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FEMS Microbiol Rev. 1994 Aug;14(4):315-23.

Roles of manganese and iron in the regulation of the biosynthesis of manganese-superoxide dismutase in Escherichia coli.

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Department of Microbiology, North Carolina State University, Raleigh 27695-7615.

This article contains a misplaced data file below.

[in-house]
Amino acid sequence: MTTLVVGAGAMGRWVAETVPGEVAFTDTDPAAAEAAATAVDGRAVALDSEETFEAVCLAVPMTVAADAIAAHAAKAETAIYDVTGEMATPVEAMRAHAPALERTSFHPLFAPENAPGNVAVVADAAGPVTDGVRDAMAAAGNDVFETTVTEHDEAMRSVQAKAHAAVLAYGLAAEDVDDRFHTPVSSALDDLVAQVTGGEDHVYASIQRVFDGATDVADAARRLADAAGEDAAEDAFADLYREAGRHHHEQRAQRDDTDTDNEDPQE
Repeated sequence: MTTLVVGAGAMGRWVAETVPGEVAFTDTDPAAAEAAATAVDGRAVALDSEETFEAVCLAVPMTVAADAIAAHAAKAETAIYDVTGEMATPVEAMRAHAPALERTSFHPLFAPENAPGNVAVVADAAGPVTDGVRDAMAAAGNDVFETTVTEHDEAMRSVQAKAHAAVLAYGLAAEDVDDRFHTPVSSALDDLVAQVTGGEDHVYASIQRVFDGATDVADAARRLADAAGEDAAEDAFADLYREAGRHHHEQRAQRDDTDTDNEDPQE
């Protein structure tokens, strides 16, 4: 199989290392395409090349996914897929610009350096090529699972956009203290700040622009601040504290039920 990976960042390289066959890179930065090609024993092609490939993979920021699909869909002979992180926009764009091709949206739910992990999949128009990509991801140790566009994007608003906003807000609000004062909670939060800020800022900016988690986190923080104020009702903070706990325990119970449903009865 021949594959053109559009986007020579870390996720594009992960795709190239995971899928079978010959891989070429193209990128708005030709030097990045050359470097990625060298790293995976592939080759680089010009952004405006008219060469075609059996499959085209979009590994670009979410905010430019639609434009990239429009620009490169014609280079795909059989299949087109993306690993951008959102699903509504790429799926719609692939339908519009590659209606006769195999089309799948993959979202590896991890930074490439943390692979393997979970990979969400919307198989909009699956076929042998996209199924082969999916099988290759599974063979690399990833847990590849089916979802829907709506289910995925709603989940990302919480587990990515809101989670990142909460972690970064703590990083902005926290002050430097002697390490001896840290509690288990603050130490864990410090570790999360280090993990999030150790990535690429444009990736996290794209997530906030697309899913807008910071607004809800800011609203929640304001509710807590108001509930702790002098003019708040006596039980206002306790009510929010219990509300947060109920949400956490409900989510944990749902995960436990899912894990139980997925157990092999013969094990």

Aerobic life-style offers both benefits and risks to living cells. The major risk comes from the formation of reactive oxygen intermediates (i.e. superoxide radical, O2-; hydrogen peroxide, H2O2; and hydroxyl radical, OH.) during normal oxygen metabolism. However, living cells are able to cope with oxygen toxicity by virtue of a unique set of antioxidant enzymes that scavenge O2- and H2O2, and prevent the formation OH.. Superoxide dismutases (SODs; EC are metalloenzymes essential for aerobic survival. Escherichia coli contains two forms of this enzyme: an iron-containing enzyme (FeSOD) and a manganese-containing enzyme (MnSOD). In E. coli, MnSOD biosynthesis is under rigorous control. The enzyme is induced in response to a variety of environmental stress conditions including exposure to oxygen, redox cycling compounds such as paraquat which exacerbate the level of intracellular superoxide radicals, iron chelation (i.e. iron deprivation), and oxidants. A model for the regulation of the MnSOD has been proposed in which the MnSOD gene (sodA) is negatively regulated at the level of transcription by an iron-containing redox-sensitive repressor protein. The effect of iron-chelation most probably results in removal of the iron necessary for repressor activity. Recent studies have shown that sodA expression is regulated by three iron-dependent regulatory proteins, Fur (ferric uptake regulation), Fnr (fumarate nitrate regulation) and SoxR (superoxide regulon), and by the ArcA/ArcB (aerobic respiration control) system. The potential Fur-, Fnr- and ArcA-binding sites in the sodA promoter region have been identified by using different cis-acting regulatory mutations that caused anaerobic derepression of the gene.(ABSTRACT TRUNCATED AT 250 WORDS).

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